Roundup As ISS astronauts get cracking with the next AMS spacewalk, take a moment to look back at the week in rockets. Arianespace celebrated its 250th launch, Russia and India fired off some of their own, and Rocket Lab spared us all more space junk.
Rocket Lab delays artificial meteor shower after umbilical problems
Rocket Lab's "frequent and reliable launch" claim took a bit of a knock as the company was forced to delay its "Running Out Of Fingers" mission due to wobbly ground equipment.
CEO Peter Beck pointed at a "stage 2 umbilical" as the culprit.
Stage 2 umbilical needs reset and tested. Simple to do but will require a pad recycle. Probably will push out a few days.— Peter Beck (@Peter_J_Beck) November 29, 2019
Sabotage by worried astronomers, perhaps? Of course not, but in light of Elon Musk spaffing Starlinks over the sky, stargazers could be forgiven for emitting a groan at the news that one of the payloads onboard Electron was from Astro Live Experiences (ALE) and would be attempting to create an artificial meteor shower.
The 75kg box has "400 sources of man-made shooting stars in 5 colors" according to the company – blue, white, green, pink and orange.
"It is ALE's wish to see that many people will be able to feel and enjoy the universe from the ground," the Tokyo-based outfit said. The company's first satellite, replete with a deorbiting mechanism, was launched back in January on JAXA's Epsilon 4 rocket.
Also on board are six 5cm PocketQube microsatellites from Alba Orbital.
The launch will also feature Rocket Lab's first crack at a guided re-entry of the Electron launcher. While recovery is not planned this time around, the booster features reaction control systems to keep things orientated as well as guidance and navigation hardware.
The company hopes to capture telemetry from the spent booster as it descends, although a spokesperson told The Register that though there are "cameras on board S1 to show re-entry (pending telemetry strength)", it will "take a couple of weeks for the team to fully analyze the data".
The launch window remains open until 12 December, so the company has a while yet to get its 10th mission off its New Zealand Launch Complex 1 facility.
Arianespace marks 250th launch with an Ariane 5 ECA flight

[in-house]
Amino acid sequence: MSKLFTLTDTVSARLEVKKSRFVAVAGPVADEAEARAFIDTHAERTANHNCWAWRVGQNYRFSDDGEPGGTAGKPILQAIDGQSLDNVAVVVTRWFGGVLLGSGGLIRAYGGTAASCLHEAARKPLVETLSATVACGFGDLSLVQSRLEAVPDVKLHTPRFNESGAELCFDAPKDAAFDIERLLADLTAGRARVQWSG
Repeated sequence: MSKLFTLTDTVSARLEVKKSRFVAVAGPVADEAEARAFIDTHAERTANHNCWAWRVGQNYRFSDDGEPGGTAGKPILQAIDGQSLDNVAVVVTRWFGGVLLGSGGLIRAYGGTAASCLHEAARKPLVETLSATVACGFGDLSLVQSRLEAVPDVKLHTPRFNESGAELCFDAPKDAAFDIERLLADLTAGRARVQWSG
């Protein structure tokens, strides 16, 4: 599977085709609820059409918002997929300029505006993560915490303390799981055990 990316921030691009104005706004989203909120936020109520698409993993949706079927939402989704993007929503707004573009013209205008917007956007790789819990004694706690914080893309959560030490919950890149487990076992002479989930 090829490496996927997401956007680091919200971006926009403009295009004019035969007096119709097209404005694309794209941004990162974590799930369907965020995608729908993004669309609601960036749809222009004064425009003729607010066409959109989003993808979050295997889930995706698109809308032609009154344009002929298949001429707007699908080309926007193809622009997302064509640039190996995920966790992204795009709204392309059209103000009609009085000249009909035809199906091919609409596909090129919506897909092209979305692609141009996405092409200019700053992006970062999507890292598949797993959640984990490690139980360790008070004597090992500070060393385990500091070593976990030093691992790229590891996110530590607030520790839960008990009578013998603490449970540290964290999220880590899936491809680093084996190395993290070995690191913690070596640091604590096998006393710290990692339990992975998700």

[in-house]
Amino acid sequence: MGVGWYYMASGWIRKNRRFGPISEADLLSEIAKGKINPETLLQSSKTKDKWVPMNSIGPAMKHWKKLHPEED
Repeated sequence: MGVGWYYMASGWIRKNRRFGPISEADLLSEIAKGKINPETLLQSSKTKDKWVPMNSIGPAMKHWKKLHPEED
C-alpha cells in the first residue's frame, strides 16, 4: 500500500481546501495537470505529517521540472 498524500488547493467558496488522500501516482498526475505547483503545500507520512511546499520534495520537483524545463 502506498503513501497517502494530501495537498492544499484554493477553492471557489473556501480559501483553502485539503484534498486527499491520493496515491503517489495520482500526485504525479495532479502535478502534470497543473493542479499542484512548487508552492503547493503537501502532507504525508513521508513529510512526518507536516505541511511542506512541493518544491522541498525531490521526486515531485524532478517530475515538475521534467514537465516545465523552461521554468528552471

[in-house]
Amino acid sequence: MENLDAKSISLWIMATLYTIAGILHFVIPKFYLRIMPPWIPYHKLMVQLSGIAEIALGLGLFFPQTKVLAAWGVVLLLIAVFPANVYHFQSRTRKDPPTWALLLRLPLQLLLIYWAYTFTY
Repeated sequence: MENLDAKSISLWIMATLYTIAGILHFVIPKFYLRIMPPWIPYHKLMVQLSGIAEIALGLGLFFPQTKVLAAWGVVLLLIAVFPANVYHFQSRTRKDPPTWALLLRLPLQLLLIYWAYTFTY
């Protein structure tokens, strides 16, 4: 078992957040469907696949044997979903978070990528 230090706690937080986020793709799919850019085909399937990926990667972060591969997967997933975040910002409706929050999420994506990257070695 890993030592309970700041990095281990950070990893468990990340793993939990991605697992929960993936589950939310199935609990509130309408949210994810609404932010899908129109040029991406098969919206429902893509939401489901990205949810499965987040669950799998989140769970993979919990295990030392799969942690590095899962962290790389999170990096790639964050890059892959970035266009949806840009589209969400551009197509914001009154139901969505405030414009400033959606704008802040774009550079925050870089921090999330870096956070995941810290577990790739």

There were smiles in French Guiana as Ariane flight VA250 conducted a successful launch to Geostationary transfer orbit on 26 November.
Carrying satellites for Egypt and Inmarsat, it was the 250th launch of an Ariane rocket since 1979. The first Ariane 5 ECA lift-off was back in 2002 and ended abruptly after an engine failure.
Things went better this time and, after a scrub on Friday due to a problem with ground systems and weather-induced delays, the booster left the pad at 18:23 local time.
The payloads required the long version of the Ariane payload fairing. The upper payload, TIBA-1, was a civil and government telecommunication satellite for Egypt. The lower payload, Inmarsat GX5, was a mobile communications satellite and is the fifth (and by far the most powerful) of the operator's Ka-band Global Xpress (GX) fleet.
The total payload carried by the launcher from Kourou's Ariane Launch Complex No. 3 (ELA-3) came to approximately 10,495kg.
It is very much a farewell tour for Ariane's veteran heavy-lifter. Once its successor, the imaginatively named Ariane 6, comes online at the beginning of the next decade, the 5 will be retired. A dozen or so launches still remain, however, including the forever-delayed James Webb Space Telescope in 2021 (maybe).
Two launches from India and Russia
Russia sent the latest variant of its venerable booster, in Soyuz-2.1v form, into space from the Plesetsk cosmodrome.
Occurring at 20:53 Moscow time on 25 November, it was the fifth Soyuz-2.1 launch from the site this year.
Russian officials remained tight-lipped on the payload, other than confirming the launch success and that the spacecraft was "designed in the interests of the Ministry of Defense of the Russian Federation" and would be able to snap pictures of the Earth's surface. A previous launch in July contained four classified military satellites.
Unlike the Soyuz of old the 2.1v variant lacks the four side boosters of other versions, but does feature an NK-33 engine originally intended for Russia's N-1 Moon rocket.
India followed Russia with the 09:26 (local time) launch of its Polar Satellite Launch Vehicle (PSLV) from the Satish Dhawan Space Centre (SDSC) on 27 November.
Carrying 13 commercial nanosatellites and a third-generation imaging satellite, Cartosat-3, the mission was the fifth launch of 2019 and the 49th flight of a PSLV. The rocket was in the "XL" configuration and featured a cluster of six solid strap-on boosters.
The 1,625kg Cartosat-3 was deposited into an orbit with a mean altitude of 500km and is expect to spend the next five years peering at the surface of the Earth. ®